The Black Archer (1959)
Director: Piero Pierotti
Cast: GÃ©rard Landry, Federica Ranchi, Livio Lorenzon
Synopsis: A young man seeks vengeance for the murder of his father.
When a movie names itself after a character who makes no appearance and is referred to by another name entirely — the Avenging Arrow, no less — you know that not a lot of thought has gone into neither that movie’s title or its plot. The Black Archer starts off suggesting it’s going to be a Zorro wannabe when the father of our hero, Corrardo (Gerard Landry) is stabbed to death meaning that Corrado must go on the run to avoid the same fate. With his father’s assassins in hot pursuit, Corrado exchanges horses with a sultry gypsy girl with a knack for reading people’s futures in a handful of desert sand she carries around in a bag. She predicts an encounter with the Devil’s Hoofbeat, which doesn’t sound too promising, but our hero’s too busy running away to pay much heed.
Those who killed Corrado’s father are impossible to identify because of the tiny black masks they wear over their eyes, but the audience at least is privy to their identities. They’re led by Lodrosio (Livio Lorenzon — The Good, the Bad and the Ugly), whose crippling deformities pretty much make the eye mask redundant, who’s in league with his cousin, the foppish Lodovico (Erno Crisa) in an attempt to wrest power from their uncle. Lodrosio also has a major infatuation for his other cousin, Ginevra (Federica Ranchi), but for some reason she’s not interested in a weirdo with a gimp leg and withered arm.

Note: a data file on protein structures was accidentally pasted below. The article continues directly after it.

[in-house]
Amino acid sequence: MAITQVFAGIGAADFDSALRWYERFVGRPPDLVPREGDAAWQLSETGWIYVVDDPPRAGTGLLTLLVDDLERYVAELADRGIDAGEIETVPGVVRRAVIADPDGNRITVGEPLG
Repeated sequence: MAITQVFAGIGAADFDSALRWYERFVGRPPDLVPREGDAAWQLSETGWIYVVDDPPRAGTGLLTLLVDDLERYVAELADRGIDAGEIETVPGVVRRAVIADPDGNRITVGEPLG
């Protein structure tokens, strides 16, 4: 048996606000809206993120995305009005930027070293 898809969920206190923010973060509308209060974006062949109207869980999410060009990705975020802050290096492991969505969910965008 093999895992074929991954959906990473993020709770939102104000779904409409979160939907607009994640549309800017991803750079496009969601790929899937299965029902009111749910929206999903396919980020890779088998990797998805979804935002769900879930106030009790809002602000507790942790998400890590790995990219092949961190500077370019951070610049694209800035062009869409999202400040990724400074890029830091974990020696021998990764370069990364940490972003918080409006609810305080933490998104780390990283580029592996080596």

Anyway, the two cousins hatch a dastardly plot to lure Corrado from his bolt hole by pretending to be his allies in the search for his father’s killers in order to bring peace to the land. Of course, a charismatic hero like the Black Archer isn’t going to fall for a lame plot like that — but our Corrado does. And yet, despite being such a dope, he somehow wins the heart of Ginevra, much to Lodrosio’s distress. In fact, Corrado’s so smitten with Ginevra that he can’t shoot a straight arrow to save his life.
The Black Archer is one of those movies that wins a measure of goodwill simply because it’s clearly trying to deliver an entertaining story on an extremely limited budget, which is painfully apparent from the cheap sets and the way that huge chunks of plot and back stories are filled in with a few lines of dialogue. The acting is terrible, as are the laughably choreographed action scenes, and the leading man is a good twenty years too old for the part of a hero who borders on the inept. The leading lady is absolutely gorgeous, but her face never changes expression regardless of what emotion the script calls upon her to convey. And yet, despite all this, there’s something inherently likeable about The Black Archer; it has the whiff of summer holiday TV and Saturday morning matinees about it.
(Reviewed 23rd July 2014)